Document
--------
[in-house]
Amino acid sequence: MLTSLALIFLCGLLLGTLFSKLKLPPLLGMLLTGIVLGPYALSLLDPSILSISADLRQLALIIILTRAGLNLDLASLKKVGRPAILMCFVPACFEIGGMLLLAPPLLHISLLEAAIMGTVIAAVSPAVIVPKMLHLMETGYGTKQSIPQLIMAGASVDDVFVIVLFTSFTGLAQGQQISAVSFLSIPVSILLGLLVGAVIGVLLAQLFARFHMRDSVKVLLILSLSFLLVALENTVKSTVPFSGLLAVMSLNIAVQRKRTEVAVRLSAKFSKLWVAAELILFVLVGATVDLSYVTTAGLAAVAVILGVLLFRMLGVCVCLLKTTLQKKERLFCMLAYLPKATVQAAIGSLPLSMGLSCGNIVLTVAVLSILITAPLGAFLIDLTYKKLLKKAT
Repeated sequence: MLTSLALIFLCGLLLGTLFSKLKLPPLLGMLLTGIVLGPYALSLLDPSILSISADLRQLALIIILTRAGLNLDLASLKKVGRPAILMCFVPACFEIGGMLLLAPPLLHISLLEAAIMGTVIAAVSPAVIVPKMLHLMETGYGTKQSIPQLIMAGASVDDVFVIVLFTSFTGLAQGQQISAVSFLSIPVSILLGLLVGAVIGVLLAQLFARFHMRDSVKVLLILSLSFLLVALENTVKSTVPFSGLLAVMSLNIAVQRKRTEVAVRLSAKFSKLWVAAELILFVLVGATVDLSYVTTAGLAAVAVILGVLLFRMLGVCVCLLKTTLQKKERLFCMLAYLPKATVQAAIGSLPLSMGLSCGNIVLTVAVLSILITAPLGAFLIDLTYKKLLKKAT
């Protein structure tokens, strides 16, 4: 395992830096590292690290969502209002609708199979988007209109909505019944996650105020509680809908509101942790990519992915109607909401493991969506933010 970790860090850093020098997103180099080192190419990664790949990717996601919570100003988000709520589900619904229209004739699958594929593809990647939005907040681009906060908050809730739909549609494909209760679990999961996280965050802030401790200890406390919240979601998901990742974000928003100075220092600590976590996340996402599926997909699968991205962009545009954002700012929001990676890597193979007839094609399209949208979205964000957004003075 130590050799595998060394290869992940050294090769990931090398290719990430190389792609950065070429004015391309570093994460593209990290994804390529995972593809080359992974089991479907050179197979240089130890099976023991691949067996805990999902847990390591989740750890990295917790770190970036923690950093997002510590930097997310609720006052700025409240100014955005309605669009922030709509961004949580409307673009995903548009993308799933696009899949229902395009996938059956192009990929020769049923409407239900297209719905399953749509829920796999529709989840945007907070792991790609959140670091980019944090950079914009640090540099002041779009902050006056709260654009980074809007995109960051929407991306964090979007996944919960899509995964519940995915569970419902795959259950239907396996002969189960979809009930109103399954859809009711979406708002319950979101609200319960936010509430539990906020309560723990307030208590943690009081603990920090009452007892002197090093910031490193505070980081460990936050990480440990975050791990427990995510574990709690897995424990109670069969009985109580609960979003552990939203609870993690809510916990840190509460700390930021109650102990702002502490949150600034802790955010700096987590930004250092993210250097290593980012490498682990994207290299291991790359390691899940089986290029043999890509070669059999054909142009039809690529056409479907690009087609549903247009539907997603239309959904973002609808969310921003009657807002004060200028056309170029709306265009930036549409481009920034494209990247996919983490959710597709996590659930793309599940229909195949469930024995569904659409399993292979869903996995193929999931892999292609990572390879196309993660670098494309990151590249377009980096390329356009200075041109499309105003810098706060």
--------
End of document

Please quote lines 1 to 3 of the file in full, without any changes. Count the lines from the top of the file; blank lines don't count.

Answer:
[in-house]
Amino acid sequence: MLTSLALIFLCGLLLGTLFSKLKLPPLLGMLLTGIVLGPYALSLLDPSILSISADLRQLALIIILTRAGLNLDLASLKKVGRPAILMCFVPACFEIGGMLLLAPPLLHISLLEAAIMGTVIAAVSPAVIVPKMLHLMETGYGTKQSIPQLIMAGASVDDVFVIVLFTSFTGLAQGQQISAVSFLSIPVSILLGLLVGAVIGVLLAQLFARFHMRDSVKVLLILSLSFLLVALENTVKSTVPFSGLLAVMSLNIAVQRKRTEVAVRLSAKFSKLWVAAELILFVLVGATVDLSYVTTAGLAAVAVILGVLLFRMLGVCVCLLKTTLQKKERLFCMLAYLPKATVQAAIGSLPLSMGLSCGNIVLTVAVLSILITAPLGAFLIDLTYKKLLKKAT
Repeated sequence: MLTSLALIFLCGLLLGTLFSKLKLPPLLGMLLTGIVLGPYALSLLDPSILSISADLRQLALIIILTRAGLNLDLASLKKVGRPAILMCFVPACFEIGGMLLLAPPLLHISLLEAAIMGTVIAAVSPAVIVPKMLHLMETGYGTKQSIPQLIMAGASVDDVFVIVLFTSFTGLAQGQQISAVSFLSIPVSILLGLLVGAVIGVLLAQLFARFHMRDSVKVLLILSLSFLLVALENTVKSTVPFSGLLAVMSLNIAVQRKRTEVAVRLSAKFSKLWVAAELILFVLVGATVDLSYVTTAGLAAVAVILGVLLFRMLGVCVCLLKTTLQKKERLFCMLAYLPKATVQAAIGSLPLSMGLSCGNIVLTVAVLSILITAPLGAFLIDLTYKKLLKKAT